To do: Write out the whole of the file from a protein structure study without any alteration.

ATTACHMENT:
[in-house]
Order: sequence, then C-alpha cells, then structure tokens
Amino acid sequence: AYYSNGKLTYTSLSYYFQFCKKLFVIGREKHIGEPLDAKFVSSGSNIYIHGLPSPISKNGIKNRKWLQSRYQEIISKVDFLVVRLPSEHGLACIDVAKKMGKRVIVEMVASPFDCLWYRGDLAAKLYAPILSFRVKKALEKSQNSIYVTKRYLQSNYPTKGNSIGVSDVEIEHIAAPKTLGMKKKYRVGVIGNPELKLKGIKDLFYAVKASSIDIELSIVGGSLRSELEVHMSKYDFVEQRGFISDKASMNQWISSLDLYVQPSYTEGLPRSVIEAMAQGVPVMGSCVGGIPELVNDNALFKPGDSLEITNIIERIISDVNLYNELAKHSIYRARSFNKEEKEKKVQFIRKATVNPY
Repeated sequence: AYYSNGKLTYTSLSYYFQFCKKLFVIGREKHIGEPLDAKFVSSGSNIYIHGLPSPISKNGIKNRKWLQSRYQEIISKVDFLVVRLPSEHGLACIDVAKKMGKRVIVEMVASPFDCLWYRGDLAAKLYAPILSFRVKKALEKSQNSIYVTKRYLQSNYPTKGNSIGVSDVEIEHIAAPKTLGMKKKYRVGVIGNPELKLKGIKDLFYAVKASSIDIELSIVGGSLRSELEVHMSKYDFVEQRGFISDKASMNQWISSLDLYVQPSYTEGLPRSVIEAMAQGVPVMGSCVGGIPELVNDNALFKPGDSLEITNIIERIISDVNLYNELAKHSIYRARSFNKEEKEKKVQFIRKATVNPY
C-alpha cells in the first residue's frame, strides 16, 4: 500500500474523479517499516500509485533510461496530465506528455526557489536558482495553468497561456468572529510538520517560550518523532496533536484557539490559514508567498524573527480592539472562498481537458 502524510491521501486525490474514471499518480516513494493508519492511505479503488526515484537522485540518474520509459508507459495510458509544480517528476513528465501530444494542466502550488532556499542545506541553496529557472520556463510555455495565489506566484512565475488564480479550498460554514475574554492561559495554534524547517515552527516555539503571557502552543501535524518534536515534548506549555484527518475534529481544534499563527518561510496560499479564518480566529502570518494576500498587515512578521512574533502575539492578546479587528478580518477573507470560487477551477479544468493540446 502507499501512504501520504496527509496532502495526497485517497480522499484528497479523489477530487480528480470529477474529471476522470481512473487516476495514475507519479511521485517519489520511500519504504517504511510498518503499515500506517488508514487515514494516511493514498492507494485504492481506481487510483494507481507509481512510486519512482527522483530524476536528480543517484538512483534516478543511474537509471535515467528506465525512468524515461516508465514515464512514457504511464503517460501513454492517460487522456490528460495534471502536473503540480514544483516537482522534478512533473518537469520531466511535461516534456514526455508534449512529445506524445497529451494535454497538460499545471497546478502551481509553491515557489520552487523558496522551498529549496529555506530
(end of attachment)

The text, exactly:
[in-house]
Order: sequence, then C-alpha cells, then structure tokens
Amino acid sequence: AYYSNGKLTYTSLSYYFQFCKKLFVIGREKHIGEPLDAKFVSSGSNIYIHGLPSPISKNGIKNRKWLQSRYQEIISKVDFLVVRLPSEHGLACIDVAKKMGKRVIVEMVASPFDCLWYRGDLAAKLYAPILSFRVKKALEKSQNSIYVTKRYLQSNYPTKGNSIGVSDVEIEHIAAPKTLGMKKKYRVGVIGNPELKLKGIKDLFYAVKASSIDIELSIVGGSLRSELEVHMSKYDFVEQRGFISDKASMNQWISSLDLYVQPSYTEGLPRSVIEAMAQGVPVMGSCVGGIPELVNDNALFKPGDSLEITNIIERIISDVNLYNELAKHSIYRARSFNKEEKEKKVQFIRKATVNPY
Repeated sequence: AYYSNGKLTYTSLSYYFQFCKKLFVIGREKHIGEPLDAKFVSSGSNIYIHGLPSPISKNGIKNRKWLQSRYQEIISKVDFLVVRLPSEHGLACIDVAKKMGKRVIVEMVASPFDCLWYRGDLAAKLYAPILSFRVKKALEKSQNSIYVTKRYLQSNYPTKGNSIGVSDVEIEHIAAPKTLGMKKKYRVGVIGNPELKLKGIKDLFYAVKASSIDIELSIVGGSLRSELEVHMSKYDFVEQRGFISDKASMNQWISSLDLYVQPSYTEGLPRSVIEAMAQGVPVMGSCVGGIPELVNDNALFKPGDSLEITNIIERIISDVNLYNELAKHSIYRARSFNKEEKEKKVQFIRKATVNPY
C-alpha cells in the first residue's frame, strides 16, 4: 500500500474523479517499516500509485533510461496530465506528455526557489536558482495553468497561456468572529510538520517560550518523532496533536484557539490559514508567498524573527480592539472562498481537458 502524510491521501486525490474514471499518480516513494493508519492511505479503488526515484537522485540518474520509459508507459495510458509544480517528476513528465501530444494542466502550488532556499542545506541553496529557472520556463510555455495565489506566484512565475488564480479550498460554514475574554492561559495554534524547517515552527516555539503571557502552543501535524518534536515534548506549555484527518475534529481544534499563527518561510496560499479564518480566529502570518494576500498587515512578521512574533502575539492578546479587528478580518477573507470560487477551477479544468493540446 502507499501512504501520504496527509496532502495526497485517497480522499484528497479523489477530487480528480470529477474529471476522470481512473487516476495514475507519479511521485517519489520511500519504504517504511510498518503499515500506517488508514487515514494516511493514498492507494485504492481506481487510483494507481507509481512510486519512482527522483530524476536528480543517484538512483534516478543511474537509471535515467528506465525512468524515461516508465514515464512514457504511464503517460501513454492517460487522456490528460495534471502536473503540480514544483516537482522534478512533473518537469520531466511535461516534456514526455508534449512529445506524445497529451494535454497538460499545471497546478502551481509553491515557489520552487523558496522551498529549496529555506530